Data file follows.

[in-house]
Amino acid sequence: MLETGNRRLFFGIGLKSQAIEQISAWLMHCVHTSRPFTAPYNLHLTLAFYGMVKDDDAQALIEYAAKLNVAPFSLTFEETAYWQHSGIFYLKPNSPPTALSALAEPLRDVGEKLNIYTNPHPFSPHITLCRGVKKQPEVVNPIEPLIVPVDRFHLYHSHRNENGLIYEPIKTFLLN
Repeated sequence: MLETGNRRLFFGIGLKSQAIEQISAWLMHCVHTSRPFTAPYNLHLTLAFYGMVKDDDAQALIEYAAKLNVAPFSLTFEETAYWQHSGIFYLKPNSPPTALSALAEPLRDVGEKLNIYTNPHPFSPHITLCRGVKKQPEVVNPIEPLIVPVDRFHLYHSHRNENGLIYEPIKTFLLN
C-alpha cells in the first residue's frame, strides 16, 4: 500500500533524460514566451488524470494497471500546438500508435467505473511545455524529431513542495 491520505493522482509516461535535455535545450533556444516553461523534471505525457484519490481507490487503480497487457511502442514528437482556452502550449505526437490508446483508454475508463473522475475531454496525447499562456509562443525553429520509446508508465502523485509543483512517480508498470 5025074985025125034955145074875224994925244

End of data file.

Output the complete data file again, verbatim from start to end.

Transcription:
[in-house]
Amino acid sequence: MLETGNRRLFFGIGLKSQAIEQISAWLMHCVHTSRPFTAPYNLHLTLAFYGMVKDDDAQALIEYAAKLNVAPFSLTFEETAYWQHSGIFYLKPNSPPTALSALAEPLRDVGEKLNIYTNPHPFSPHITLCRGVKKQPEVVNPIEPLIVPVDRFHLYHSHRNENGLIYEPIKTFLLN
Repeated sequence: MLETGNRRLFFGIGLKSQAIEQISAWLMHCVHTSRPFTAPYNLHLTLAFYGMVKDDDAQALIEYAAKLNVAPFSLTFEETAYWQHSGIFYLKPNSPPTALSALAEPLRDVGEKLNIYTNPHPFSPHITLCRGVKKQPEVVNPIEPLIVPVDRFHLYHSHRNENGLIYEPIKTFLLN
C-alpha cells in the first residue's frame, strides 16, 4: 500500500533524460514566451488524470494497471500546438500508435467505473511545455524529431513542495 491520505493522482509516461535535455535545450533556444516553461523534471505525457484519490481507490487503480497487457511502442514528437482556452502550449505526437490508446483508454475508463473522475475531454496525447499562456509562443525553429520509446508508465502523485509543483512517480508498470 5025074985025125034955145074875224994925244